Exposure Part V - Accurate Midpoints

In the penultimate article in my guide to exposure I cover how to refine the midpoint exposure using an incident light meter
In Part I of my guide to exposure I covered the basic technique of spotting on an object and adjusting for its colour.

You have to adjust for the colour because a spot meter measures the light reflecting off an object and the meter is calibrated to measure the reflection from a mid grey colour. Different colours require different adjustments.

I stated that green was pretty close to grey in that it made a good mid point. Generally this is right but, like many things, within reason. So, for example, a really dark green will need the exposure reducing a little and a really light green will need it increasing slightly.

9 times out of 10, I would look to get the exposure right to within a 1/3rd of a stop using this basic technique - using my experience of how to select and adjust a spot reading. And with practice, it can be done very quickly - even in rapidly changing light.

But how do you guarantee to get the exposure right?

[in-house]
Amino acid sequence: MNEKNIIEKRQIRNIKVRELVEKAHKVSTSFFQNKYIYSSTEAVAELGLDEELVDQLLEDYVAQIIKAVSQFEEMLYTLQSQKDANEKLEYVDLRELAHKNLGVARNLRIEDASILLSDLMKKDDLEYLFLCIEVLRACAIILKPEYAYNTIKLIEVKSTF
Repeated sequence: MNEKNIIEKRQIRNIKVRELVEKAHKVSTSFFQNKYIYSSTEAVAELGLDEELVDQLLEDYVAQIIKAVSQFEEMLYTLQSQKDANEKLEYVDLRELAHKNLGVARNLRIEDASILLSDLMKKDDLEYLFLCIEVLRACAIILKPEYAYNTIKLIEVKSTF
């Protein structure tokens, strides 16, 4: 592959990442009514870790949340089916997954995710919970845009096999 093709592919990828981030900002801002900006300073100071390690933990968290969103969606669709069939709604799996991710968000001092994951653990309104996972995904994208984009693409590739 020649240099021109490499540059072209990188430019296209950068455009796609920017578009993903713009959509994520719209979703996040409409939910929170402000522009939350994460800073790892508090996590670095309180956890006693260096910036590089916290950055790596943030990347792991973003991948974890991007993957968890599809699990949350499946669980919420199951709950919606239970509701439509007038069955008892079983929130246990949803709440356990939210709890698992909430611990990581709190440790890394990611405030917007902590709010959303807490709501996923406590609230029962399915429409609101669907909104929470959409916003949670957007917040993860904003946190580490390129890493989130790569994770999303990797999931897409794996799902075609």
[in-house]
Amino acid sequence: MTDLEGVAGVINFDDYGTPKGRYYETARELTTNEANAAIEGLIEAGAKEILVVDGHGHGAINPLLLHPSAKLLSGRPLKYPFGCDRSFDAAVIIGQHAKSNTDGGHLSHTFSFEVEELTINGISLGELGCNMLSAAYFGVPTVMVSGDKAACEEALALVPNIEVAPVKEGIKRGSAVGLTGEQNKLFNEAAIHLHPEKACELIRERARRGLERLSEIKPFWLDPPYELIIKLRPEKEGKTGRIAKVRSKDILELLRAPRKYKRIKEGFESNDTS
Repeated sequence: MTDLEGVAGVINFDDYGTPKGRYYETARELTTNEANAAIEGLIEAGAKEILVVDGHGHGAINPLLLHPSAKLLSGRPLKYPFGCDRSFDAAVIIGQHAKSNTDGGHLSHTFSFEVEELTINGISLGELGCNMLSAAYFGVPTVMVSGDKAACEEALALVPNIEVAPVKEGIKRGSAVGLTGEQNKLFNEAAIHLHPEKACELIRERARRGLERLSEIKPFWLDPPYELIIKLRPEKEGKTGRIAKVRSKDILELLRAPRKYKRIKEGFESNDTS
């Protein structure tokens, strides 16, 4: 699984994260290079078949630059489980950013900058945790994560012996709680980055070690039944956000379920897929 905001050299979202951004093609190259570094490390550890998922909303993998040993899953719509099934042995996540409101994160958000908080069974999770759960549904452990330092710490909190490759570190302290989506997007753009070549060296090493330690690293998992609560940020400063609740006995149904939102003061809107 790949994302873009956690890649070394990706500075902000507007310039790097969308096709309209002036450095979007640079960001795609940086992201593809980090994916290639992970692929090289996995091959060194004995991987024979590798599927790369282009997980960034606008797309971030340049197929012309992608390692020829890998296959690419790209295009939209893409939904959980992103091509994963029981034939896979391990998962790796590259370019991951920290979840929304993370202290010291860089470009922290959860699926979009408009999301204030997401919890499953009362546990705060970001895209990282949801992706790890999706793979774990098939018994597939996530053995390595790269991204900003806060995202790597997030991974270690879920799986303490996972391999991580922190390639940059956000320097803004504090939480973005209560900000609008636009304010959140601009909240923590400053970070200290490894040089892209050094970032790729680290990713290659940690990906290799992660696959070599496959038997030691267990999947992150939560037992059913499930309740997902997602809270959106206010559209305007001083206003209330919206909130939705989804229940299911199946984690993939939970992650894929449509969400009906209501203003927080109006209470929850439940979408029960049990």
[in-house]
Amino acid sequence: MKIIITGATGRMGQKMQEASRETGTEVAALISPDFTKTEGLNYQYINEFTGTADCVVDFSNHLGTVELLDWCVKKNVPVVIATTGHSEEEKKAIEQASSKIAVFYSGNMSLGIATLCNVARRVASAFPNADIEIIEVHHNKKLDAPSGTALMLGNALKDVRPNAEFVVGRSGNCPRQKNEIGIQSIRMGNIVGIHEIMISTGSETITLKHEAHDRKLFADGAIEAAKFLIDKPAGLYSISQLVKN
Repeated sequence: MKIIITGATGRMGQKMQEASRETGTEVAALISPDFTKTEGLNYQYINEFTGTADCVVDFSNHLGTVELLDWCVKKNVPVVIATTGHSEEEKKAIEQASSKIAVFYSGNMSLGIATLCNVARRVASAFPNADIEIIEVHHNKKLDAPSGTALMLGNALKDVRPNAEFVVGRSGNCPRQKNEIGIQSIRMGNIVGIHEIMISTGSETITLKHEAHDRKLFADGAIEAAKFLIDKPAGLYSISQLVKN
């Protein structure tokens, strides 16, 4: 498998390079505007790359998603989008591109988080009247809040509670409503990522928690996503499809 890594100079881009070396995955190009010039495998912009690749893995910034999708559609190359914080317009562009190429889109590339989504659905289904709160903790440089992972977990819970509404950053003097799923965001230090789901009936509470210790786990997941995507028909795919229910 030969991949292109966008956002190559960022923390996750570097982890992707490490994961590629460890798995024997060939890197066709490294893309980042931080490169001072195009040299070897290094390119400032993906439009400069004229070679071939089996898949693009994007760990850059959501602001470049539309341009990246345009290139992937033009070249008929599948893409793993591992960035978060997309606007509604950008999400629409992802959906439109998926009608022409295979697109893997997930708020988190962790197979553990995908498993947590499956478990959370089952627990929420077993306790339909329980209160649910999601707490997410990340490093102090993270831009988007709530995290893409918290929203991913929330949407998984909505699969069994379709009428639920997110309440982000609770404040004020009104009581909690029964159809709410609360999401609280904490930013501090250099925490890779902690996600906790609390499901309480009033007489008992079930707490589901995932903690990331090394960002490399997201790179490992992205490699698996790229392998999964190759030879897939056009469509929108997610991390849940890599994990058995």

Well for a sweeping vista there is not much more you can do. Your subject is in light that is too far away to do anything other than take a spot reading and use your judgment. But for scenes that are closer to hand, there are a couple of techniques you can use to nail the exposure.

The first involves exploiting the fact that the spot meter is calibrated for grey. If you place a ‘standard 18% grey card’ in the scene and spot meter off the card, the exposure will be accurate. Wedding photographers often use this technique. To be honest, I never bother because of the second option.

The second approach is to turn things around. Most handheld spot meters also have an incident light meter. This measures the light hitting the meter rather than the light reflecting off a subject. So, if you put the meter next to the subject, point it back at the camera and use an incident reading, you will get the exposure right. I used this technique on ‘Holding Out’ and I tend to use it for most inner landscape scenes where the light is not changing quickly.

So, over the last 5 articles, we have covered all the bases necessary to get the exposure spot on, time after time.

Most of these techniques are skills that are pretty easy to practice and turn into second nature. You need to be able to concentrate 100% on the creative part of making pictures when you are out in the field. With practice, selecting the best exposure (or indeed the exposure you want based on how you visualize the image) should be almost instinctive.

In the last part I bring the whole process together and examine the thought processes I went through in a number of real life, field situations.

© Jon Brock 2007